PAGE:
What Can You Remove?

It’s the beginning of a new year, and that means many people have resolutions. They’re thinking about what they will add to their lives. While addition might be helpful, what about removing things from your life? What would that look like?

Here’s what happens to me if I’m not careful. I see a good idea and want to implement it. That good idea often means adding something to my routine. I’ve been adding and updating various exercises to my morning routine over the past year. The results are great—I’m stronger than I was a year ago.

At the same time, I’ve stopped doing certain exercises because they no longer achieved the results I wanted. I have advanced past them.

Every day I have a core set of 30 or so minutes. I also have more intense exercises which I separate into A and B days. I’ve updated my A and B exercises, adding and removing parts of them over the year because I needed different challenges. At some point, I’ll update my exercises to make them more challenging. I might have to readjust what I do on the normal days, the A days, and the B days.

I didn’t just add exercises to my entire routine—I changed some, removed some, and moved some.

Adding all the exercises every day would not help, and might even hurt. That’s because I might stop doing them altogether, or I would have hurt myself. This way, I have a reasonable number of exercises each day.

It’s the same idea with any other work you do.

Too often, managers in organizations want to define a process for (other) people to work by. That can work, as long as the people have a say in the process, and as long as everyone doesn’t add too many details to the process.

We can’t possibly know all the situations people encounter. It’s not worth trying to detail all those situations and the results we want. Instead, consider this:

  • Create guidelines based on values
  • Remove anything not aligned to those values

That does require we know our values. That might be the most difficult part of removal.

My values are to learn and have fun. In order to do that, I need to be healthy. That’s why I exercise. I happen to like much of my exercise (the fun part). The parts I don’t like I still enjoy because I can see my progress. For me, it’s a positive feedback loop of “build and maintain health<->have more fun and learn more.” It’s a cycle.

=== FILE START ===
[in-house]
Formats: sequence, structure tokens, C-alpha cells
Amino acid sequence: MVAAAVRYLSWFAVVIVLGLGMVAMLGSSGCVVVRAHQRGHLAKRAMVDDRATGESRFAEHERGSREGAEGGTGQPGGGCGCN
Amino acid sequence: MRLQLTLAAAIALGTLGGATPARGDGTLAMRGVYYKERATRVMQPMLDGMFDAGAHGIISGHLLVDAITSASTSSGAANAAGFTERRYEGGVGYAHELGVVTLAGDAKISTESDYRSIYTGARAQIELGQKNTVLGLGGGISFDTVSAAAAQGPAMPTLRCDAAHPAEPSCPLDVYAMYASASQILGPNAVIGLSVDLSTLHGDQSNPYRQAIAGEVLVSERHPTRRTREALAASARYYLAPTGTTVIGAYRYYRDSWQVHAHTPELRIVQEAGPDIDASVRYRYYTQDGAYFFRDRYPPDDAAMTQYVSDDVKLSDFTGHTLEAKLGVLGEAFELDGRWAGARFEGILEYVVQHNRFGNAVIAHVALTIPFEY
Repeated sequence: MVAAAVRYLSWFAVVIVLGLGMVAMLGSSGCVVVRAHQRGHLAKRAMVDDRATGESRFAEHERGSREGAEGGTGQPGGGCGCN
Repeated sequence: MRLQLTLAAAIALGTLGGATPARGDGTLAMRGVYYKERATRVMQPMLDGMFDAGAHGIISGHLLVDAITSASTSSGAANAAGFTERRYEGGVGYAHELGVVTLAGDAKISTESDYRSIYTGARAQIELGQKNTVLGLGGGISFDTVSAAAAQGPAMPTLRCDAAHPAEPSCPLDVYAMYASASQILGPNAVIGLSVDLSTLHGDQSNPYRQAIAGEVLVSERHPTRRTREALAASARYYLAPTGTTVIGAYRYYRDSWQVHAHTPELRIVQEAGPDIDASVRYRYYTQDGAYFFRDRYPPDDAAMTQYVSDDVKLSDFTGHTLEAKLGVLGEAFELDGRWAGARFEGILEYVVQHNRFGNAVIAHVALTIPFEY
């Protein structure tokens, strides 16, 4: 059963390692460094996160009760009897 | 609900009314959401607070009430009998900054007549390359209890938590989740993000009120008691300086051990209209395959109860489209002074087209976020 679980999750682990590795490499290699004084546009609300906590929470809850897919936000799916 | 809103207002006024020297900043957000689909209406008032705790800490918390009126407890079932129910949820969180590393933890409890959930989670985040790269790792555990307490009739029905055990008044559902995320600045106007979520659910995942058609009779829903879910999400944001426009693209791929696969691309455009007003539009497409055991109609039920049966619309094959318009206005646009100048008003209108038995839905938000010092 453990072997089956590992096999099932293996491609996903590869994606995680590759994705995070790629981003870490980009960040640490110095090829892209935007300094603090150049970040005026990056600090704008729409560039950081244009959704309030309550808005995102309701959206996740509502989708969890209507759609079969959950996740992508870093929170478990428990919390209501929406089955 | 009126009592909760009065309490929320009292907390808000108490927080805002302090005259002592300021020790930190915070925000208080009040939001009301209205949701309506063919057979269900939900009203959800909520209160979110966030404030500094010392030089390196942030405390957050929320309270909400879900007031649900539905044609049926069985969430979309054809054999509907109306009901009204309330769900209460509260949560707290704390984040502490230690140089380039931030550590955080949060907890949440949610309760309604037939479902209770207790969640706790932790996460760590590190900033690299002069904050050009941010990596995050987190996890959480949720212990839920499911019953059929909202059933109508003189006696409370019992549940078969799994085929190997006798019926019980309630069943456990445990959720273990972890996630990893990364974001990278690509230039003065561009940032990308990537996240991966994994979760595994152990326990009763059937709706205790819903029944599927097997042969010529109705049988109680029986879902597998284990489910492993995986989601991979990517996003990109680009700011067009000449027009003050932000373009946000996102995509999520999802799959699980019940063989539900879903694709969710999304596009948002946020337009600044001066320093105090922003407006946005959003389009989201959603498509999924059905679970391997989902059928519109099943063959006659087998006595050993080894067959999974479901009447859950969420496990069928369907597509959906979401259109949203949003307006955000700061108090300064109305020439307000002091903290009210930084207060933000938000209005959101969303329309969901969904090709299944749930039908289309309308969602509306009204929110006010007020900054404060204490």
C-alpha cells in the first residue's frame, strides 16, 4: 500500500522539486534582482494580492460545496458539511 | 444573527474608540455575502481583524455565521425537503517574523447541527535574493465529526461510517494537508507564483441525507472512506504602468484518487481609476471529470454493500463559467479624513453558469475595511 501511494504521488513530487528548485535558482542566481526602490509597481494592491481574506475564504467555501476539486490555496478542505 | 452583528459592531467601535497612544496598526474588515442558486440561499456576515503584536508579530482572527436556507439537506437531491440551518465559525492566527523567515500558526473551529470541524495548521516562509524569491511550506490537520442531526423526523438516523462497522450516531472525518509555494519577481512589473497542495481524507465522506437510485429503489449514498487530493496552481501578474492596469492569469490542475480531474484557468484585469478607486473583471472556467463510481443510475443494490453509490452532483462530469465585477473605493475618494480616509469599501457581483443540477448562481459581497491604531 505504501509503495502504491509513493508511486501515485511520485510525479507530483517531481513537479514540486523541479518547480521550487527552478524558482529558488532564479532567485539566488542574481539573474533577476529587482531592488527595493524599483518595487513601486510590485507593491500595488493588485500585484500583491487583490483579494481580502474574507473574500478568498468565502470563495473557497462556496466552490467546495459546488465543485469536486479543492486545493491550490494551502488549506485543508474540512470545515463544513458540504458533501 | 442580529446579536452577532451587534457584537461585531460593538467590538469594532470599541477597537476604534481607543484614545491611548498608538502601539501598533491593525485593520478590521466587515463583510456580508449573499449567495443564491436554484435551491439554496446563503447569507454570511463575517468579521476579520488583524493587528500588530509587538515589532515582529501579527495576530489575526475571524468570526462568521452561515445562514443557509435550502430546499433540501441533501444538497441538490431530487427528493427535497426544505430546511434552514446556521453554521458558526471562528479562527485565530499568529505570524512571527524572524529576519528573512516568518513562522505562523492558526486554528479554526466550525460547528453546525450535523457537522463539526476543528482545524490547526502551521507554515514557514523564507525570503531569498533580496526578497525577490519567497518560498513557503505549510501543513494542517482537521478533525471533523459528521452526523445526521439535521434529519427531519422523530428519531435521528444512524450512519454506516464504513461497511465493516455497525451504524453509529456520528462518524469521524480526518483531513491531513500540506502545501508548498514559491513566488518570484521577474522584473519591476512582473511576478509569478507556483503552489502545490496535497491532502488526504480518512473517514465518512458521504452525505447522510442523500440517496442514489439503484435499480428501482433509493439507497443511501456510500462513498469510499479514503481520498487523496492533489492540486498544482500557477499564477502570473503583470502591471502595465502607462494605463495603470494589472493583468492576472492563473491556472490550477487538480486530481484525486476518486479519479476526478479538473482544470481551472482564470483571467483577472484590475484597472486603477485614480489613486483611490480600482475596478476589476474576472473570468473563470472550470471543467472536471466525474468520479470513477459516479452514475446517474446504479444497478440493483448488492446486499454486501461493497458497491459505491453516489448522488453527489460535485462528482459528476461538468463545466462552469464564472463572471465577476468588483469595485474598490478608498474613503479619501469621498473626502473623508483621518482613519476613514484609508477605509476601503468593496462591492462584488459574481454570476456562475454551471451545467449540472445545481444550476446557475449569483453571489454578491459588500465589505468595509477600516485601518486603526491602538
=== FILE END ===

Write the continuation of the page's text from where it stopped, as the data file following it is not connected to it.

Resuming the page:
We can do the same things with our work.

That’s why it’s so important to remove processes, regulations, whatever you have that don’t fit today’s situation. You might create more-frequent and less-frequent work. Or, you might remove work altogether. (I like delivering more often so I can remove reports and status, but that’s me. You might have other choices.)

In this new year, do consider this question: What can you remove?

2 thoughts on “What Can You Remove?

  1. David A Koontz

    I’m liking this view. I’m starting to wonder why Processes (like the ones many offer to teach e.g. Scrum, SAFe, FLEX, etc.) do not start with the practices that should stop – BEFORE adding on new practices…

    In fact seems there would be greater gains in removing things from our lives, our work, our play – that might have far greater benefit than anything we add. For example: That bully that comes to play with us… remove them from the field… (How to do that – might be very difficult).

    1. johanna Post author

      David, yes, for discussing what we might remove before we add. (Of course, my opinion is that most of the frameworks have too much in them, anyway!)

      As for people, maybe the way to think about this is to remove difficult interpersonal practices before removing the person. I often find that the system reinforces behavior we don’t want. Of course, there are certainly bullies and removing them improves things.

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